Sustainability is all about systems-thinking—here’s why

Why systems-thinking?

“Sustainability is all about systems and making sure we’re thinking about the entire picture so we can address a problem from all angles.”
– Nabil Nasr, Director, Golisano Institute for Sustainability, RIT

A “one size fits all” approach to large-scale, global problems relies on what’s sometimes called linear or reductionist thinking. But many experts question whether it’s the right approach when it comes to meeting complex challenges like climate change.

There is increasing consensus among scientists, policymakers, and economists—three groups with very different perspectives—that there is no single “silver bullet” for slowing or adapting to climate change. Rather than solving the problem by relying on a single “techno-fix,” lifestyle change, or broad policy package, they call for an all-hands-on-deck strategy that is multi-pronged and dynamic.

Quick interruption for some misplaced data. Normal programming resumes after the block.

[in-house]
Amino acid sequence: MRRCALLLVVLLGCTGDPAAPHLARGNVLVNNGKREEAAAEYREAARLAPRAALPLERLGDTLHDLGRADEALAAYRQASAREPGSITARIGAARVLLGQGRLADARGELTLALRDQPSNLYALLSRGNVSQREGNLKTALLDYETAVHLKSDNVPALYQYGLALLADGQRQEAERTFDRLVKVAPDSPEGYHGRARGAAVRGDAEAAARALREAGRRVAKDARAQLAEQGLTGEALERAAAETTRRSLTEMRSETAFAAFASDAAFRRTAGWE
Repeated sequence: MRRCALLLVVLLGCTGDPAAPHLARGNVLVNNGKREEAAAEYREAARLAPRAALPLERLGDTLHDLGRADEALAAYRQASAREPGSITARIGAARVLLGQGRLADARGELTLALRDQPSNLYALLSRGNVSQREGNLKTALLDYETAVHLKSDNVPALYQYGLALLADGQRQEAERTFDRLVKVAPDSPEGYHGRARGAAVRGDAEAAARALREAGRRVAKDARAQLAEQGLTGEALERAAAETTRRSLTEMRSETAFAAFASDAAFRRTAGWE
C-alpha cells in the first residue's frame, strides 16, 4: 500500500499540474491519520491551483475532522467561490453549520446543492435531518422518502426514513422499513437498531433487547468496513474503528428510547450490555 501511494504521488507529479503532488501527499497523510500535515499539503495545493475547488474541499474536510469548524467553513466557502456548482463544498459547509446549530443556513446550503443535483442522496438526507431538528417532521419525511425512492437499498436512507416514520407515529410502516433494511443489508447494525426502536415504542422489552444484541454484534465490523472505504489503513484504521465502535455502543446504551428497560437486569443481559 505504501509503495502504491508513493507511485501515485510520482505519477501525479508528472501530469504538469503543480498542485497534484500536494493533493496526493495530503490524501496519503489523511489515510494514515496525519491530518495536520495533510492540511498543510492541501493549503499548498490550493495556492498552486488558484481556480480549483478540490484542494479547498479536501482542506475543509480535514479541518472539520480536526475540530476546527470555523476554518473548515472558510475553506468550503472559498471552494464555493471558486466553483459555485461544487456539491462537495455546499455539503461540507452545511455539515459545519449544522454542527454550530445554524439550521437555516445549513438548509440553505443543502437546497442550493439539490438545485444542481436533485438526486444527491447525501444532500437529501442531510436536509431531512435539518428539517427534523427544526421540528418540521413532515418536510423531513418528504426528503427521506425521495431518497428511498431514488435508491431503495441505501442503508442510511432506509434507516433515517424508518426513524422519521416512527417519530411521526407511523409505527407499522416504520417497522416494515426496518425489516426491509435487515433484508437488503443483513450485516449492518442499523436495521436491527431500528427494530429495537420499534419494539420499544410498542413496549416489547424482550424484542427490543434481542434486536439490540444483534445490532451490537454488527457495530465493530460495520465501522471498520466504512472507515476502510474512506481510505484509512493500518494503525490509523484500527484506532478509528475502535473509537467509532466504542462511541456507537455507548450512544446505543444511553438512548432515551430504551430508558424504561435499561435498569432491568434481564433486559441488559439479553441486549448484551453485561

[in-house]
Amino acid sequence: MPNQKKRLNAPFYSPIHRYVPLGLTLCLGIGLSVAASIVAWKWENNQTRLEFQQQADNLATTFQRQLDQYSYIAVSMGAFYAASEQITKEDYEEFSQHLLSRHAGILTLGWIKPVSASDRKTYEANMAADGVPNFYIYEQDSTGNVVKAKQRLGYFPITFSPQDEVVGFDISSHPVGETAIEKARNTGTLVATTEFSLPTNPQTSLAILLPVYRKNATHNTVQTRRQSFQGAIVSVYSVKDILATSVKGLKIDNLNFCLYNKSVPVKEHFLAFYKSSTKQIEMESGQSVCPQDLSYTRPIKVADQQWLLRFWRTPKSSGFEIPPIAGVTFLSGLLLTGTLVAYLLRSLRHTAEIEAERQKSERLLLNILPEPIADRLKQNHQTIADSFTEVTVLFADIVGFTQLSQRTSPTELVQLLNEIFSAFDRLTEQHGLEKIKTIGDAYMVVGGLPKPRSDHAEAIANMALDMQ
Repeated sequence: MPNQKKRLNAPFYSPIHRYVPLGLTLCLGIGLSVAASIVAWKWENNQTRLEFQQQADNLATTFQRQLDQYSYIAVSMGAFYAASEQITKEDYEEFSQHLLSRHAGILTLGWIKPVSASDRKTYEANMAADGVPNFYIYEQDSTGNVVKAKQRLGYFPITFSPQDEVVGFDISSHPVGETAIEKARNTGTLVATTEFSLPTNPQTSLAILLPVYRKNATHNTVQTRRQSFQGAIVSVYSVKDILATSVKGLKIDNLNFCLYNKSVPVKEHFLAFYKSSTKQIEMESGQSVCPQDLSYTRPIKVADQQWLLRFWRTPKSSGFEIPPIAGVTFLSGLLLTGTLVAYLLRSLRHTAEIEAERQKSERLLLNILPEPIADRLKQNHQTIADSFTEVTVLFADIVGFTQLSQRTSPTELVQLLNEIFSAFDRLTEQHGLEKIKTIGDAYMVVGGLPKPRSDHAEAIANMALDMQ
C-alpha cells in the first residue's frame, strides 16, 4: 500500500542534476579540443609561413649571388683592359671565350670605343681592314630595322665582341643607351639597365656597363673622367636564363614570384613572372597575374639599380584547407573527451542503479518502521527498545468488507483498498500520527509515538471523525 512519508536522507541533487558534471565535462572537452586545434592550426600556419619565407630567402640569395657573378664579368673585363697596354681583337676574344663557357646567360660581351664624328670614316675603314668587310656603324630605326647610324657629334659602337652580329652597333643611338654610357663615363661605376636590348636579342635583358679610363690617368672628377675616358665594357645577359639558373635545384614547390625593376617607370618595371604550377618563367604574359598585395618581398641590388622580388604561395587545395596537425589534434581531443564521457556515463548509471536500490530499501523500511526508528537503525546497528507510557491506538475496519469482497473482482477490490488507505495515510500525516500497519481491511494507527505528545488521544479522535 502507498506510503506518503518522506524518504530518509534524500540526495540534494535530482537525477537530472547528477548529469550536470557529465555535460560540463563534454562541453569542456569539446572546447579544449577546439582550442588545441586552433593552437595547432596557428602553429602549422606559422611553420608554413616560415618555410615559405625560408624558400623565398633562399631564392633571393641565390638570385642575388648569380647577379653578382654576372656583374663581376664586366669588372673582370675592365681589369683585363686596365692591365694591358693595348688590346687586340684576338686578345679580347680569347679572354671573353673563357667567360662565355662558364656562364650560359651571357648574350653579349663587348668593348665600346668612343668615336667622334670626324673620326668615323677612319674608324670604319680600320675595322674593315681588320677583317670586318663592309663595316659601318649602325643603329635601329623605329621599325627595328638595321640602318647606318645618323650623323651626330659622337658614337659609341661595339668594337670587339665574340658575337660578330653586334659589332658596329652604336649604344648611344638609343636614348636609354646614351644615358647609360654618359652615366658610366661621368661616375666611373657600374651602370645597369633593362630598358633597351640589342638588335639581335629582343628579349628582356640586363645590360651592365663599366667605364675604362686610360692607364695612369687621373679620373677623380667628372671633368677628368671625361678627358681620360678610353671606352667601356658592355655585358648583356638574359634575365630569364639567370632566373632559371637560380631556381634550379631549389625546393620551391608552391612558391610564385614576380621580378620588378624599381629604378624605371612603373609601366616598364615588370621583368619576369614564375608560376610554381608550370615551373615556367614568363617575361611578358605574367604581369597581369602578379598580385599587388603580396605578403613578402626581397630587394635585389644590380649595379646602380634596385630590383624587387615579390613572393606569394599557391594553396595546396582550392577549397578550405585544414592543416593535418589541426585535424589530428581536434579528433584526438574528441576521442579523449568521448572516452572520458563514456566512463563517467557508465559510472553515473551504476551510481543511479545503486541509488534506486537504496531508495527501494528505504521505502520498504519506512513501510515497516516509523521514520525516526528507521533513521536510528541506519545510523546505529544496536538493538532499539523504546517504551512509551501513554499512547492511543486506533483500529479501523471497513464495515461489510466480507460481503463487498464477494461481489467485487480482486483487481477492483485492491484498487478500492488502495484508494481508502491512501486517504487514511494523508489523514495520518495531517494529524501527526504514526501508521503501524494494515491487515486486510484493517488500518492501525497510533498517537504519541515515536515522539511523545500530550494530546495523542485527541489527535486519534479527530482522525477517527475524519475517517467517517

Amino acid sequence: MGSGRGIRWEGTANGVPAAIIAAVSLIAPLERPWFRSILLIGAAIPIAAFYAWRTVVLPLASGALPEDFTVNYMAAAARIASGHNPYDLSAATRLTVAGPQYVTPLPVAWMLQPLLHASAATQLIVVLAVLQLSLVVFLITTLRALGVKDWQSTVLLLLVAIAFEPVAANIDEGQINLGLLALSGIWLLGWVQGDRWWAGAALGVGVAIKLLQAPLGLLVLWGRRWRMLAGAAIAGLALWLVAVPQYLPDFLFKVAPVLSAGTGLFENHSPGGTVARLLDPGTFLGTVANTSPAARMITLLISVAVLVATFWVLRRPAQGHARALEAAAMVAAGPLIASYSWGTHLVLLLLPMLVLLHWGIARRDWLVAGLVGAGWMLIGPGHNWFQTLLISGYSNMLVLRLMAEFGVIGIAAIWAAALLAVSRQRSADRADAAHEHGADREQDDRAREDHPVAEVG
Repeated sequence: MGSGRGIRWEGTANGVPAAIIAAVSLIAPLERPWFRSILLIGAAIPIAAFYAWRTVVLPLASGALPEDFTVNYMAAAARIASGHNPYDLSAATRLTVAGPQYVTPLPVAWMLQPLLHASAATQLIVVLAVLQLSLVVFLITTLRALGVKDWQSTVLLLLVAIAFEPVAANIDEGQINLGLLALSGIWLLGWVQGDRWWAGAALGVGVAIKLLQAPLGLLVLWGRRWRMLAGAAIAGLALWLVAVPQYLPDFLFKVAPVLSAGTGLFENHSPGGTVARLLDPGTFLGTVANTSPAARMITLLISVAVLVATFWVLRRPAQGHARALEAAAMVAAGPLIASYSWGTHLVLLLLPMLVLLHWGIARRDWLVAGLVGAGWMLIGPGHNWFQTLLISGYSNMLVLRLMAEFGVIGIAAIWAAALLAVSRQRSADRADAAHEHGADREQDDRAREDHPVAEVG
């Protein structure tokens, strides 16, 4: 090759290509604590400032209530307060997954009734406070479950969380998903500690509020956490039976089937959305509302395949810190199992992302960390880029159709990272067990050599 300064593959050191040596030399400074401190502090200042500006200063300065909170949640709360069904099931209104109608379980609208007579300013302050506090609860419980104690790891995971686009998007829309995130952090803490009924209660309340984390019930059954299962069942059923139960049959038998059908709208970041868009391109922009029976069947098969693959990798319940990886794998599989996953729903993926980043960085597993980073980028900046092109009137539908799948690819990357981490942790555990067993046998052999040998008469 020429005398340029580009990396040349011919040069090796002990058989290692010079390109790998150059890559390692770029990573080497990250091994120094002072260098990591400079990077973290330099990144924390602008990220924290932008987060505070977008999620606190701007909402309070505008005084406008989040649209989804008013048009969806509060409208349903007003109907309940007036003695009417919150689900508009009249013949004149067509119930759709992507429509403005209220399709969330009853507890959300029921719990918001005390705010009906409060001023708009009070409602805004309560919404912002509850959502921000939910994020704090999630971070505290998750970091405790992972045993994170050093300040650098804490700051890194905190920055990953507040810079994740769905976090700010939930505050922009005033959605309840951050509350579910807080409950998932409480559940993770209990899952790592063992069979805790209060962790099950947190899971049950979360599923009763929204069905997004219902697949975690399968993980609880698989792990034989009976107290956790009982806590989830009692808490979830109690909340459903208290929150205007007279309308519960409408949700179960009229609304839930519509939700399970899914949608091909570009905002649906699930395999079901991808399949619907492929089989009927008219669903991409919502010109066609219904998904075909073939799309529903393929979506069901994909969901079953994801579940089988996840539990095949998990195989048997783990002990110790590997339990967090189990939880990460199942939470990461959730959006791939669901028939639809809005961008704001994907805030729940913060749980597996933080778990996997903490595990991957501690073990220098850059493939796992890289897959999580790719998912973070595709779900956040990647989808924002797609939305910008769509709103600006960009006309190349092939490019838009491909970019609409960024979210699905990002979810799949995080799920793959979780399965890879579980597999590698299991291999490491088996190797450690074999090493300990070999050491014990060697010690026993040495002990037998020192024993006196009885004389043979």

U.S. Representative Joseph Morelle, while talking to a gathering of CEOs at Rochester Institute of Technology (RIT), touched on several trends—including climate change—that are reshaping life in the United States and elsewhere: Russia’s invasion of Ukraine, supply chain disruptions, the COVID-19 pandemic, and the future of U.S. industrial competiveness. The congressman didn’t offer any one-size-fits-all solutions during his address. Instead, he pointed to the underlying skills and approach needed to meaningful meet these vexing challenges: systems-thinking.